EDITORIAL: County’s air gains passing gradeMay is Clean Air Month and what better time could there be to celebrate this important resource that we all need for survival.
May is Clean Air Month and what better time could there be to celebrate this important resource that we all need for survival.
Just in time for the special month, the American Lung Association’s State of the Air 2012 report was released last week. It’s an interesting read.
The State of the Air report indicates that, overall, air quality across the U.S. is at its cleanest since the organization’s annual report began 13 years ago.
Clean air boosters claim standards set under the Clean Air Act to reduce major air pollution sources (including coal-fired power plants, diesel engines, and SUVs) are working to drastically cut ozone and particle pollution.
Despite the progress made over the years, the act remains under attack by political foes. It makes little sense to weaken the protections from a societal standpoint. The Environmental Protection Agency estimates that cutting air pollution through the act will likely prevent at least 230,000 deaths and save $2 trillion annually by 2020.
We would certainly encourage policy makers to think twice about exposing our nation’s air to degradation down the road, even if it results in economic gain for some.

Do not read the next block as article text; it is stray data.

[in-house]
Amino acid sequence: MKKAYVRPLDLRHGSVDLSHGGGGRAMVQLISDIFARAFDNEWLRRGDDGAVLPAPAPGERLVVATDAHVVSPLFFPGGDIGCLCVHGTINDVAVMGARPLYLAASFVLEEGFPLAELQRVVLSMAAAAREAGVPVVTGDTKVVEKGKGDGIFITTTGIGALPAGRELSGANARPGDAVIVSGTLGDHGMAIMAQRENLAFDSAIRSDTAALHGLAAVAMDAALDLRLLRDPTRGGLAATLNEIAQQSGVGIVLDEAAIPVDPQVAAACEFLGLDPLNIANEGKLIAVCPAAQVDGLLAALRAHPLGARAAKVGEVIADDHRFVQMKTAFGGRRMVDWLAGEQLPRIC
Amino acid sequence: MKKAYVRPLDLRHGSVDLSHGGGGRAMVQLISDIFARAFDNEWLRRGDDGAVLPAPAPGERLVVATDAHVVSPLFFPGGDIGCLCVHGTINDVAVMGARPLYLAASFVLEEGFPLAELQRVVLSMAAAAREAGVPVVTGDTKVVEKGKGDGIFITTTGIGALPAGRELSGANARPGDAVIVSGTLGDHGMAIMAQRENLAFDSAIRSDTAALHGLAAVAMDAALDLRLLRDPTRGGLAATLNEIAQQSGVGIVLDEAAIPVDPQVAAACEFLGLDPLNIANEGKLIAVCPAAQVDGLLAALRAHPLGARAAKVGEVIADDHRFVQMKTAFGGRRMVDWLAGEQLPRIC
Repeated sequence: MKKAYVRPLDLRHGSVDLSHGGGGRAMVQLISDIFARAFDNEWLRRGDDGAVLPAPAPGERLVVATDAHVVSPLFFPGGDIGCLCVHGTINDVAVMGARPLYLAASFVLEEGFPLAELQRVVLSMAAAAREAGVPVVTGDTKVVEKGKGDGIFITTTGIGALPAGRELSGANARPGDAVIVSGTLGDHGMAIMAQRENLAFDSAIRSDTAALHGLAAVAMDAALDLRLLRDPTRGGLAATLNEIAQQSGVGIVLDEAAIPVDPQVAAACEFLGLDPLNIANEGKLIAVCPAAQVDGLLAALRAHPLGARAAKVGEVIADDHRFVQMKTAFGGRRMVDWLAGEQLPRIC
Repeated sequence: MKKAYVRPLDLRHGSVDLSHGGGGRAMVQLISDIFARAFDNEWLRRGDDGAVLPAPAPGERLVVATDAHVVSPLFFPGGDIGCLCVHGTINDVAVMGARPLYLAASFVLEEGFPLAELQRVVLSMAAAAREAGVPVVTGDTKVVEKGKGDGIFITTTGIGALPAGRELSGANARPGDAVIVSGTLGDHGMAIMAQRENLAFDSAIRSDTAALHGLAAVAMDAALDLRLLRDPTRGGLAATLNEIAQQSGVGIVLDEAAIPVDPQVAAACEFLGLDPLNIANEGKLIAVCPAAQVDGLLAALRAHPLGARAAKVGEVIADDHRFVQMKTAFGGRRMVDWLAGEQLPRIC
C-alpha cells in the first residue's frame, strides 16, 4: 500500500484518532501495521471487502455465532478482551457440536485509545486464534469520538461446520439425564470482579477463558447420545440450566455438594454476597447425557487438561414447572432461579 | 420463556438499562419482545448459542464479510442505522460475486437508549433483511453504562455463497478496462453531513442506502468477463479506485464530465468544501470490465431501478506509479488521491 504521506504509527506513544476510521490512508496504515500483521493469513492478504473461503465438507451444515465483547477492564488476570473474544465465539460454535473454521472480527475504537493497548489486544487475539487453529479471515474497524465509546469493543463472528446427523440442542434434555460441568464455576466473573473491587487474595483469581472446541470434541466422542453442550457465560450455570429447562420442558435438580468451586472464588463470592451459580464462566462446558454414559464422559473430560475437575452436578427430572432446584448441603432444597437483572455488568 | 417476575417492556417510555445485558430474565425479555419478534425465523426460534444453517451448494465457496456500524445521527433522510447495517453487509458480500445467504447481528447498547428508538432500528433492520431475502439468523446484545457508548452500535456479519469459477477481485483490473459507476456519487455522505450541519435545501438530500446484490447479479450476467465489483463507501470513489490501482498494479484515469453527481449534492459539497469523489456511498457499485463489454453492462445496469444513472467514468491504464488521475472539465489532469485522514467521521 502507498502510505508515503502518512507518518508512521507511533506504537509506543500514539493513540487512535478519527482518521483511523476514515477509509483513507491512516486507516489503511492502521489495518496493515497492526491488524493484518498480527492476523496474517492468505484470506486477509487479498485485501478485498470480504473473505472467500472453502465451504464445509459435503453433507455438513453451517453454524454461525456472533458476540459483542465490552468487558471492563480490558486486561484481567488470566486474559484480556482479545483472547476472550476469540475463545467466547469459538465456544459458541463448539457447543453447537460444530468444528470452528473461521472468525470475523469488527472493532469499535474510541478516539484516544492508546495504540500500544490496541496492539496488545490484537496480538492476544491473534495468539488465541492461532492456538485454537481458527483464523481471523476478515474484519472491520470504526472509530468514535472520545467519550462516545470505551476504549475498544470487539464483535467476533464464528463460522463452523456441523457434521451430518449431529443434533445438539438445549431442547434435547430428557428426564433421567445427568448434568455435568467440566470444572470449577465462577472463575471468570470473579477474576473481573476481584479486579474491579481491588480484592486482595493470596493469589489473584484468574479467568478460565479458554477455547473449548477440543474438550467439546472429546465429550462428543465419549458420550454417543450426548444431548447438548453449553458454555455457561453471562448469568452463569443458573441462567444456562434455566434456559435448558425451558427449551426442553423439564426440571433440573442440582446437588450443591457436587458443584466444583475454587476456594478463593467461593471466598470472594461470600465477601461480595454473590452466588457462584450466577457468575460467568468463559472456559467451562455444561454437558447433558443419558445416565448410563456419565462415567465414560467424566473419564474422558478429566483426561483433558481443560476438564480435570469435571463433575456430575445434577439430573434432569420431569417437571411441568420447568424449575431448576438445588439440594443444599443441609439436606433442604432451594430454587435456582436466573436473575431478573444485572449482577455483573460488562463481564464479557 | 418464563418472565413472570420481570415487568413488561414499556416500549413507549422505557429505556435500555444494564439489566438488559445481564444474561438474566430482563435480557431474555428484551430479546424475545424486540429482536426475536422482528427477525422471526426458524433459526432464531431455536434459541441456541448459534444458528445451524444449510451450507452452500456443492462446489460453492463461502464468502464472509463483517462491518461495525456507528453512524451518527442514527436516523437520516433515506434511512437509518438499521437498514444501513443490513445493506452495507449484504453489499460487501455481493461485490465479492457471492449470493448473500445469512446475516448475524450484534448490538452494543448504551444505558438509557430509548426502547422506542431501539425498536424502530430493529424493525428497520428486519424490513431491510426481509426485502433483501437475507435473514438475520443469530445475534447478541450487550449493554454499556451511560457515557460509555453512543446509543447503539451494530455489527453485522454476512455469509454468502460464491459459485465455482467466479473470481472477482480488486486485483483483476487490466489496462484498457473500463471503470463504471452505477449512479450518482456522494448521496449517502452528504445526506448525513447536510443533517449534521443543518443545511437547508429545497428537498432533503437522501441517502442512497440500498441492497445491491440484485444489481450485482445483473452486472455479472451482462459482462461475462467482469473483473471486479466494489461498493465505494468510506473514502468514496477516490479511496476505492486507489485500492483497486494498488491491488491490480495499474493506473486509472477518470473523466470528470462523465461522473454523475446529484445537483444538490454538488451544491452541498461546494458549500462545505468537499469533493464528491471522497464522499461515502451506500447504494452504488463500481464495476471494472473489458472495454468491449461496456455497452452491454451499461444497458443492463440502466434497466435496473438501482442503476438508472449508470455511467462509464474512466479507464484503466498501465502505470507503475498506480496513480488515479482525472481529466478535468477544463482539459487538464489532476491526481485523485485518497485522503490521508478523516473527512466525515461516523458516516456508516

In last week’s report, St. Croix County earned mixed grades for ozone (smog) and particle pollution (soot), receiving an “A” for ozone, a “C” for 24-hour (short term) particle pollution and a “Pass” for year-round particle pollution.
Additionally, St. Croix County was included on the list of cleanest counties for ozone pollution.
It’s essentially the same grade the region received last year in the report. You’d think we have some of the cleanest air around, but that’s not really the case.
St. Croix County continues to see regular health alerts at various times of the year, warning at-risk people about elevated pollution levels. The poor air quality occurs when weather systems stall overhead and pollution doesn’t dissipate.
The pollution can cause asthma attacks, heart attacks, strokes, emergency room visits, and even cause premature death.
As we think about our air throughout May, take time to let your elected officials know how much you value a clean environment. Clean air should always be a priority, no matter what the potential cost.